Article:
Although there is a reduction in air pollution, the effect of air pollution is experienced over years. It is indeed so that the current improvement in air quality is too little over a short period of time to make a significant effect. However, people could again see clear skies over places where it was not possible for the last couple of years. The most valuable benefit therefore would be the awareness that flow from the visible improvement and the subsequent effect on people’s perceptions. The perceptions of affected communities is paramount for effective air quality management.

World Health Organisation, Health effects of particulate matter, 2013. Accessed, 30 April 2020.



  • Western Cape Government, Department of Environmental Affairs and Development Planning (Directorate: Air Quality Management)
  • Letabo Air Quality Specialists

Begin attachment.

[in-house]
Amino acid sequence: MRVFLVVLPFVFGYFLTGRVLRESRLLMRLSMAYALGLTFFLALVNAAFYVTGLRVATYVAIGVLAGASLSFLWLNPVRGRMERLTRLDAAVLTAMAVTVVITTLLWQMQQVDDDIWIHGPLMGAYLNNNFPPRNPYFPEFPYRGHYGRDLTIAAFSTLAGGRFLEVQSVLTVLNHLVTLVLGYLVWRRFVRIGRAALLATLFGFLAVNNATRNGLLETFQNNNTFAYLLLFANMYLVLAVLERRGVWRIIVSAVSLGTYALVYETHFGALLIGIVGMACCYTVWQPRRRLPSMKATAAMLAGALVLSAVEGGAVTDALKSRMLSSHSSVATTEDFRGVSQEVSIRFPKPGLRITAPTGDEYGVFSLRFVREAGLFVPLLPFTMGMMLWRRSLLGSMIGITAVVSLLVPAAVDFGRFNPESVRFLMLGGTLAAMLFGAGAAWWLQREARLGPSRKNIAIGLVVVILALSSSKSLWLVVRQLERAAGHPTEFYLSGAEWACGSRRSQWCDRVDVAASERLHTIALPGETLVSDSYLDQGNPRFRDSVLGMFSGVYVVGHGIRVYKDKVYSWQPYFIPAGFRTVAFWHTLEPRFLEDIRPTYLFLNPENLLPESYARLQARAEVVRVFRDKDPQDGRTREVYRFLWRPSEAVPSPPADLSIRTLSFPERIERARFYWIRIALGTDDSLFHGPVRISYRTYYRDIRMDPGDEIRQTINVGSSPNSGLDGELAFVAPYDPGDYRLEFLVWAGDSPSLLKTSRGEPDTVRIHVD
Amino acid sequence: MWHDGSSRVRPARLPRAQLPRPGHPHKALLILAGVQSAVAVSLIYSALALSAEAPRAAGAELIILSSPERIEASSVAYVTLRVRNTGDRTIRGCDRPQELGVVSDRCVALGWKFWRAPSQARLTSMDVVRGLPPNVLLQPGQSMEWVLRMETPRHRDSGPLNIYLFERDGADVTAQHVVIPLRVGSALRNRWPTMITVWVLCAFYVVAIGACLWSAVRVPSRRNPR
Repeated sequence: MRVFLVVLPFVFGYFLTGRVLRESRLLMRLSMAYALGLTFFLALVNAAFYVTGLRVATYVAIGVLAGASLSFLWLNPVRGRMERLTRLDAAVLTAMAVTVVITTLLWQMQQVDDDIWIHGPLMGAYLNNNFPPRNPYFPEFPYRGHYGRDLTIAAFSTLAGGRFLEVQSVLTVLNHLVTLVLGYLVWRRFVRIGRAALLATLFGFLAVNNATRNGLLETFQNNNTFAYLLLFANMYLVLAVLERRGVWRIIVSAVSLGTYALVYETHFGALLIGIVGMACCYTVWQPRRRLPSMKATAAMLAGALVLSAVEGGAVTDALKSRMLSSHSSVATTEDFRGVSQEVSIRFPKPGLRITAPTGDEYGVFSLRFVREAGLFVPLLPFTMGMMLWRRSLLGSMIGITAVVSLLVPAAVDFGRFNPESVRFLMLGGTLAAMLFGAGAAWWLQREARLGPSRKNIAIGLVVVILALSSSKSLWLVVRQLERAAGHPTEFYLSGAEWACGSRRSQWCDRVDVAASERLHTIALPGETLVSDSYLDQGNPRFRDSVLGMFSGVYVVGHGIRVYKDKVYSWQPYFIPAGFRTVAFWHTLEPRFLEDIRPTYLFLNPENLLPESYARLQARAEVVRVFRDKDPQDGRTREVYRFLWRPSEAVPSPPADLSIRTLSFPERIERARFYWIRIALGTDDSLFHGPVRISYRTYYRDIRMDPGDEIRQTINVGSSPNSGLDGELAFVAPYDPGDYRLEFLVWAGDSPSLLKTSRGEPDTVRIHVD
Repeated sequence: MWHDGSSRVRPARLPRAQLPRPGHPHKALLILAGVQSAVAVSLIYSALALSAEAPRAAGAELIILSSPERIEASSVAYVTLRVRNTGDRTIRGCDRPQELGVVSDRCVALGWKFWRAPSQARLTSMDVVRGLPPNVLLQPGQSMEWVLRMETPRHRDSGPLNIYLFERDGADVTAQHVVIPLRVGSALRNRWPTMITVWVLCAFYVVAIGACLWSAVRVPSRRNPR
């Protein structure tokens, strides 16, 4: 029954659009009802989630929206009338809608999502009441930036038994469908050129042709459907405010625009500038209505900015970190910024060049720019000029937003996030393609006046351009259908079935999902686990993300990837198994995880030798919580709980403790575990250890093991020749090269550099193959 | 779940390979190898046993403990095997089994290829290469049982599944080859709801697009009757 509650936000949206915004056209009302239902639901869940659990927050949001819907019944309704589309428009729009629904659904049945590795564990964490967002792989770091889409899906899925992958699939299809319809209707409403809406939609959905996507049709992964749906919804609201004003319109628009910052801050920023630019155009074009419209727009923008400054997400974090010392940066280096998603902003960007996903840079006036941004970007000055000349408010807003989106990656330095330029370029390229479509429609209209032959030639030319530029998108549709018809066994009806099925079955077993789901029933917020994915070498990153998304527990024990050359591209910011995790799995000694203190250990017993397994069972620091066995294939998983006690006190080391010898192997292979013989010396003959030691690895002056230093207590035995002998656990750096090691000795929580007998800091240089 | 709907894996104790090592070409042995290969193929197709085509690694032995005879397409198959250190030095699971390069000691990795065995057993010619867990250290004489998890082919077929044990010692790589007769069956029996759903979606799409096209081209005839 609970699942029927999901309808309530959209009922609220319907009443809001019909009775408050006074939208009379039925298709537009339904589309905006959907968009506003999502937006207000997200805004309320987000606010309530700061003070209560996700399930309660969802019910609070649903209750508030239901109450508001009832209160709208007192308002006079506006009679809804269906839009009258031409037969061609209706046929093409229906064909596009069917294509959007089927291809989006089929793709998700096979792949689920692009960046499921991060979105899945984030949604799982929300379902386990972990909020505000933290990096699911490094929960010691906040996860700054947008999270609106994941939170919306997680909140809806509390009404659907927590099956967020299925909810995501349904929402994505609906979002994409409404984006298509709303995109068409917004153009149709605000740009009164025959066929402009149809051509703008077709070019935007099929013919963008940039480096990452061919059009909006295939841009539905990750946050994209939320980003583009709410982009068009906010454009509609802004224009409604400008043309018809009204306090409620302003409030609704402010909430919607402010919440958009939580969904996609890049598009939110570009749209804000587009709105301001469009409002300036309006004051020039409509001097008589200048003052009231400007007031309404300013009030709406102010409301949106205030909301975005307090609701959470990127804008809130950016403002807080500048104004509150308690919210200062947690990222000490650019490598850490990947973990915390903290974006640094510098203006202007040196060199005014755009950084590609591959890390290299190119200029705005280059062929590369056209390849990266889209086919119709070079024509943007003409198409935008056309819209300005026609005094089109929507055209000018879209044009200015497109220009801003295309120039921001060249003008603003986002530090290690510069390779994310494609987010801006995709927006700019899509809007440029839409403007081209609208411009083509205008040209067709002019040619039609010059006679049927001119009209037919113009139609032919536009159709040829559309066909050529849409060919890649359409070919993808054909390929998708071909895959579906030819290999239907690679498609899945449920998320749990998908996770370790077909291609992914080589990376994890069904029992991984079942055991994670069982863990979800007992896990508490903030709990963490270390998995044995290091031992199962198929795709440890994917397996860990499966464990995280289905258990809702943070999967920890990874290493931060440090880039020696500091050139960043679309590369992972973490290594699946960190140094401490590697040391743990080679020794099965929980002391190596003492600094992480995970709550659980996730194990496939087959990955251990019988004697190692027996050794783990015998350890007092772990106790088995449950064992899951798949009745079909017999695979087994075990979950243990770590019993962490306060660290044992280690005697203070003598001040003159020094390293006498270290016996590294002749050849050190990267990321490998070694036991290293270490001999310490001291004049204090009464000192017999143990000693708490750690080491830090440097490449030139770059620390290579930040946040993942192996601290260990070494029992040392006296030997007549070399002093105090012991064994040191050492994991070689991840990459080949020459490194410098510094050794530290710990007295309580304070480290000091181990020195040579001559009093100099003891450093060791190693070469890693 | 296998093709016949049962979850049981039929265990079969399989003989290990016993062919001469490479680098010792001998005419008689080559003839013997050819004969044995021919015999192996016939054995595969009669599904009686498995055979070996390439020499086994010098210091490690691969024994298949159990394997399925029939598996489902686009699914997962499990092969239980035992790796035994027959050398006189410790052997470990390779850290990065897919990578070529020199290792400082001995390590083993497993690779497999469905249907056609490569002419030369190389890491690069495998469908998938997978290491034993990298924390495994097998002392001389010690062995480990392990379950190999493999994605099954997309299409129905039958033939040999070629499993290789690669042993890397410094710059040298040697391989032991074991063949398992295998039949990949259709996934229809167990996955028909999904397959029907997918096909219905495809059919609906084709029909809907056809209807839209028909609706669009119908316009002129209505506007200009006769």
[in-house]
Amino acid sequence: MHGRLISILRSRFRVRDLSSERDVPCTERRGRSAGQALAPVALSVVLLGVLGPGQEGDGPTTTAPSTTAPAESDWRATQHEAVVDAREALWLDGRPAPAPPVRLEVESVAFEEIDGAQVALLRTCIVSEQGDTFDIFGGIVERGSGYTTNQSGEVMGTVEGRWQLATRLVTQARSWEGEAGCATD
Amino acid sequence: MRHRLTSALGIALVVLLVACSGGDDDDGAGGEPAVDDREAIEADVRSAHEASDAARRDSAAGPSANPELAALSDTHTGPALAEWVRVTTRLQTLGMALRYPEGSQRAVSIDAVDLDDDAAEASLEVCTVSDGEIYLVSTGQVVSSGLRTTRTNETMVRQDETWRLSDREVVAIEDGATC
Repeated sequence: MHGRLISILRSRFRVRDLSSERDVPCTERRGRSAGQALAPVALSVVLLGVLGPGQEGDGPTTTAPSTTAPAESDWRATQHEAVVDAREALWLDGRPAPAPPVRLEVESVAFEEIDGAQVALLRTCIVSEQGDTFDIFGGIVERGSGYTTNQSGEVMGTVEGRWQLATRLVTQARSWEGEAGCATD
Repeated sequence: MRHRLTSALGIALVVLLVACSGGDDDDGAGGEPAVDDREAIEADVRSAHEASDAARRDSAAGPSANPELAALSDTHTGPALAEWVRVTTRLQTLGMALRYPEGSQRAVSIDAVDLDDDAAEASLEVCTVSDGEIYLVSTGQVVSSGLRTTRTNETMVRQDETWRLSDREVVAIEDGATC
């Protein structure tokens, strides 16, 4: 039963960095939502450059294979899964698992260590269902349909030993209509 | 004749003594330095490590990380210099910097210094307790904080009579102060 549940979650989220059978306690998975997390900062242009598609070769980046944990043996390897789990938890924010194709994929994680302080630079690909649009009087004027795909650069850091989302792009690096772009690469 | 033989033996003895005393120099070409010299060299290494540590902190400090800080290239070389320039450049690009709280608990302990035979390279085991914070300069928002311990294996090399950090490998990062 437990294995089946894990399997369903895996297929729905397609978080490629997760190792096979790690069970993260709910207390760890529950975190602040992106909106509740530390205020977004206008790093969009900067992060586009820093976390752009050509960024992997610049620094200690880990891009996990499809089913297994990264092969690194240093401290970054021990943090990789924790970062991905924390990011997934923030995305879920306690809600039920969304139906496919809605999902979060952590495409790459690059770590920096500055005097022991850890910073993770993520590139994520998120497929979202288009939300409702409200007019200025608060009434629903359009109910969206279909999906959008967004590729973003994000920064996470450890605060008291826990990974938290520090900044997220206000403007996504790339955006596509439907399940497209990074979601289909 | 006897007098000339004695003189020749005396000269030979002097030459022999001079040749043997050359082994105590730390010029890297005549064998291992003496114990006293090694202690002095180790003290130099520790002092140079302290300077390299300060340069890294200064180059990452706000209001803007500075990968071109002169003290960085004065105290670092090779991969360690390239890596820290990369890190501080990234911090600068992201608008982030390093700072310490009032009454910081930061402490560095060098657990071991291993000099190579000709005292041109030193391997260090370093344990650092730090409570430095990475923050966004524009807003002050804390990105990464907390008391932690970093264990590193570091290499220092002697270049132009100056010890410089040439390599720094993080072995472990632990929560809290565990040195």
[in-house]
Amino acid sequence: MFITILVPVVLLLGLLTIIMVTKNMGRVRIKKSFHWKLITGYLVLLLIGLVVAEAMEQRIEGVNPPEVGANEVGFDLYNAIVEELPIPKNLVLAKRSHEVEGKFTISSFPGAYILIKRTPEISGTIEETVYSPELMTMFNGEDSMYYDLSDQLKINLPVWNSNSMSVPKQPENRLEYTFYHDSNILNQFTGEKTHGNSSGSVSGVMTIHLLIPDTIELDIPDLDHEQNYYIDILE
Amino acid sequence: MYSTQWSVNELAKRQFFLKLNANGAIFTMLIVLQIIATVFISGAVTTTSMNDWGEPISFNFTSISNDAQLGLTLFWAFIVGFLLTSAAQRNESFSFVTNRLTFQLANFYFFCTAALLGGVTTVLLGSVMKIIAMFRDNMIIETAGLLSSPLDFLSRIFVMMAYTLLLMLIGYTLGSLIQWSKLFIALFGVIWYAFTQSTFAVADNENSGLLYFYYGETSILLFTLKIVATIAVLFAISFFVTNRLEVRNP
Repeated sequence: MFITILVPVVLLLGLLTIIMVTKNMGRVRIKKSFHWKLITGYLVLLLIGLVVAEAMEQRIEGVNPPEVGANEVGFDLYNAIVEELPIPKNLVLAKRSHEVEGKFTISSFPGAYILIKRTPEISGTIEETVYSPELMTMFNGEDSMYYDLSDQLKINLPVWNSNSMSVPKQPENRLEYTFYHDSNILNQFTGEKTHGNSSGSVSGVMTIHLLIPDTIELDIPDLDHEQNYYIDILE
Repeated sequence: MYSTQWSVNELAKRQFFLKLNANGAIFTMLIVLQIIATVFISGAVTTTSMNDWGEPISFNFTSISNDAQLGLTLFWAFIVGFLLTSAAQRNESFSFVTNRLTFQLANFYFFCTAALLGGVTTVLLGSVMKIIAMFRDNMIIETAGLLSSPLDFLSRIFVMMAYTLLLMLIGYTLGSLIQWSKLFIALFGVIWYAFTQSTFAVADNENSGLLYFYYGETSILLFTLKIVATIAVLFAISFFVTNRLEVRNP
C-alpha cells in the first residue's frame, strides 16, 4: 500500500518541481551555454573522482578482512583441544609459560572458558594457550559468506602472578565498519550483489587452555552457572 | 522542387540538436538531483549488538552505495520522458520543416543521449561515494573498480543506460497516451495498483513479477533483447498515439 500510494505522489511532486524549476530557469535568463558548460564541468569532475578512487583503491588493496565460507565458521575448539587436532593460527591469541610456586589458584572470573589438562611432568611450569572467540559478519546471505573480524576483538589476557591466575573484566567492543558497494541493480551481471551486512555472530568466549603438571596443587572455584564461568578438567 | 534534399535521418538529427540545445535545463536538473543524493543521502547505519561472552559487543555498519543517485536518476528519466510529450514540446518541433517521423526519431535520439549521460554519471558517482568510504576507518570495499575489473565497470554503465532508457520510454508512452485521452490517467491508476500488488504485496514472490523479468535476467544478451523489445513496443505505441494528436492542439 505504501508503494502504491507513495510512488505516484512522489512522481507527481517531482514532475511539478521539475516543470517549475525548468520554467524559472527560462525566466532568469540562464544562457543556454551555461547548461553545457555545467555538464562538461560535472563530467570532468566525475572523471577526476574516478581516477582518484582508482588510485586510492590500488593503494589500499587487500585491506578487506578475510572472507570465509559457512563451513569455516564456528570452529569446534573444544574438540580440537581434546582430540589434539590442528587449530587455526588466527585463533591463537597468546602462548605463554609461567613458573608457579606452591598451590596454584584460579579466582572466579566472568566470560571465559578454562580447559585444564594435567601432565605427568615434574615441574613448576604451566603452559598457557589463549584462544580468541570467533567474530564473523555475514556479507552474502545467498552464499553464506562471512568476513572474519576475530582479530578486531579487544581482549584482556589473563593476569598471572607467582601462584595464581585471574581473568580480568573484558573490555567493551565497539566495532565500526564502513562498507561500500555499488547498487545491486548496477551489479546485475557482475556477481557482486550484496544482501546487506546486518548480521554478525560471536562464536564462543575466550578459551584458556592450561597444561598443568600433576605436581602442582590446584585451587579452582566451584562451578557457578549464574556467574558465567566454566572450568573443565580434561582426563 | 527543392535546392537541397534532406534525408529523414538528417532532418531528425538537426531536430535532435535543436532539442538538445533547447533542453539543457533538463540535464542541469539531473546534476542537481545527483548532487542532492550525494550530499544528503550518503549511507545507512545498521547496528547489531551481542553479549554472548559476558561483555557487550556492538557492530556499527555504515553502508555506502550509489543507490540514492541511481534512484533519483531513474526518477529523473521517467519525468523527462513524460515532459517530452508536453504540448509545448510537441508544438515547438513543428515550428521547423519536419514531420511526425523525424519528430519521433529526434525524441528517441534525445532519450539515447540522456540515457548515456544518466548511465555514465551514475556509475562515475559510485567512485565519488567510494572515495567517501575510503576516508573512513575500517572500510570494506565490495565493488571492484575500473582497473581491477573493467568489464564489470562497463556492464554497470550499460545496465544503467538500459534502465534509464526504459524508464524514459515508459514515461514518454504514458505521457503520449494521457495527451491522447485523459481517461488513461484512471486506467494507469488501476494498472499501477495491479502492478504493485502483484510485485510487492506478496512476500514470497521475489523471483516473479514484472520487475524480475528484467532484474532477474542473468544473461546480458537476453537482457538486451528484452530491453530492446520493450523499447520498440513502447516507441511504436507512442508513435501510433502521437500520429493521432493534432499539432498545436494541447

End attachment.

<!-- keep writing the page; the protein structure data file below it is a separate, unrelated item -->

• South African Air Quality Information System (SAAQIS) –
  • Garden Route District Air Quality Unit
  • Dr Johann Schoeman, Manager: Air Quality Management, Garden Route DM

Issued by the Garden Route District Command Centre

Media Queries: Herman Pieters
Senior Communicator

2 May 2020 Request for Quotations: Call for quotations for a walkthrough sanitising booth and sanitiser.

Request for Quotations: Call for quotations for a walkthrough sanitising booth and sanitiser

For Immediate Release
2 May 2020

Please submit quotations for below procurement to the following official:
Tel: 082 887 1027

Call for quotations for a walkthrough sanitising booth and sanitiser.